Men who have too little estrogen may have excess belly fat and low libido. 

High Estrogen Levels

Excess estrogen levels are typically noted when estrogen is in excess of 200 pg/ml. Causes include obesity, exogenous intake (medications), stress, cardiovascular disease and lifestyle. Men with too much estrogen may grow breasts and have poor erections.

A person can take simple remedies to increase or decrease the estrogen level if she/he suffer abnormal estrogen levels.

Three Types of Estrogen

Not all estrogen is the same. The body makes three types:

  • Estradiol – Common in childbearing women.

  • Estriol – The estrogen produced during pregnancy.

  • Estrone – The estrogen produced after menopause.

Estrogen And Hair Loss

hair-loss-estrogen-connectionsOur hair grows in stages, The growing stage is called the anagen phase and lasts for several years. The resting stage is called the catagen phase and lasts for a few weeks. 

There is evidence that estrogen actually slows the rate of growth, extending the growth phase so more hair is at this stage at any moment in time. This is why women’s hair is more abundant than men’s. Studies suggest that estrogen doesn’t JUST protect against hair loss, but actually stimulates new hair growth. The relationship between estrogen and hair loss is particularly noticeable during pregnancy, when the higher concentrations give women hair that’s thicker, healthier and more plentiful than usual. However, this extra hair tends to fall out within several months of giving birth.

Whilst elevated estrogen levels during pregnancy encourage hair growth, decreased estrogen levels in the body may contribute to hair loss. This is most noticeable during menopause. Hair loss during menopause is usually a direct result of fluctuating hormone levels. Two main hormones are involved in hair growth: estrogen and testosterone. 

Estrogen is not the only hormone that comes into play in menopausal hair loss. Androgen, or male hormones, often increase as estrogen levels decrease.  This causes androgenic alopecia, another form of hair loss. An androgen known as dihydrotestosterone (DHT) appears to bind to hair follicles and force them to go into their “resting” phases, or telogen, sooner than normal, causing the new hairs to grow ever thinner with each cycle of hair growth. Testosterone also shrinks hair follicles, causing hair loss on the head but a greater production of facial hair.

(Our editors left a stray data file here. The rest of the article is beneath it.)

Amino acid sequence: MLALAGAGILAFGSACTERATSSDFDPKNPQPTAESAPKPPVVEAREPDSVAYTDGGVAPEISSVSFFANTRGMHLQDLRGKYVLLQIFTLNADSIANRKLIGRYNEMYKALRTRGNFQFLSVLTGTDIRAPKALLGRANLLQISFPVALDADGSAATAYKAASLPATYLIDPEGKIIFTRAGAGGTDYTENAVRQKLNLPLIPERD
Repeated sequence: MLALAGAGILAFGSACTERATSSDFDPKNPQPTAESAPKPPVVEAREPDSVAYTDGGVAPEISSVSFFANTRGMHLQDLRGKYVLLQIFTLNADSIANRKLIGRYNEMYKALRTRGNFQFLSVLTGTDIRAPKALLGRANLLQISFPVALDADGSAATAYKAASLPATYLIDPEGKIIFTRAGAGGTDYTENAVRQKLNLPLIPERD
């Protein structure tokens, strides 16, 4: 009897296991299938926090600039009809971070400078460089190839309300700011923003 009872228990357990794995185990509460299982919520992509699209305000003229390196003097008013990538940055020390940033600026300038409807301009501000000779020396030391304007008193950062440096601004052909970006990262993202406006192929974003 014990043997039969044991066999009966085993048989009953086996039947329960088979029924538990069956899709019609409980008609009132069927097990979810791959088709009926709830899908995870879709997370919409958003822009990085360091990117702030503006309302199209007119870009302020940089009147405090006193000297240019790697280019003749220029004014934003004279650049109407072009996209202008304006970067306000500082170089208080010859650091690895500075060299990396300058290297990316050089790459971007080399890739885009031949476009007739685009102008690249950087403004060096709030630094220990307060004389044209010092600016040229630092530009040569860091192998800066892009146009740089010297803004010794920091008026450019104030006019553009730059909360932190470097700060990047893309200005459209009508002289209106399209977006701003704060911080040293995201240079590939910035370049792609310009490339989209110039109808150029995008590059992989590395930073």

Estrogen Supplements And Hair Loss In Women

hair-loss-estrogen-connections

If your doctor suspects that your hair loss is caused by a lack of estrogen then (s)he may offer you supplementary estrogen known as Hormone Replacement Therapy? either taken orally or applied topically to the skin as a gel or patch. Some women are given the birth control pill to boost their estrogen levels. However, you may notice hair loss if you’re taking supplementary estrogen, then stop. Case in point are women who come off birth control, only to find that their hair begins to shed at a rapid rate. This tends to be temporary, however, and usually corrects itself when the body rediscovers its hormonal balance. 

The link between estrogen and hair loss can also be seen in women treated for cancer, when the ovarian function is destroyed, or in menopausal women whose ovaries are removed. In either case, the body’s estrogen levels will drop significantly. 

That being said, estrogen supplementation is still somewhat controversial, with some sources pointing out that there are few medical studies supporting its effectiveness. Whilst others stating that estrogen deficiency as a cause of hair loss has not found its way into medical textbooks. But this does not stop it from happening.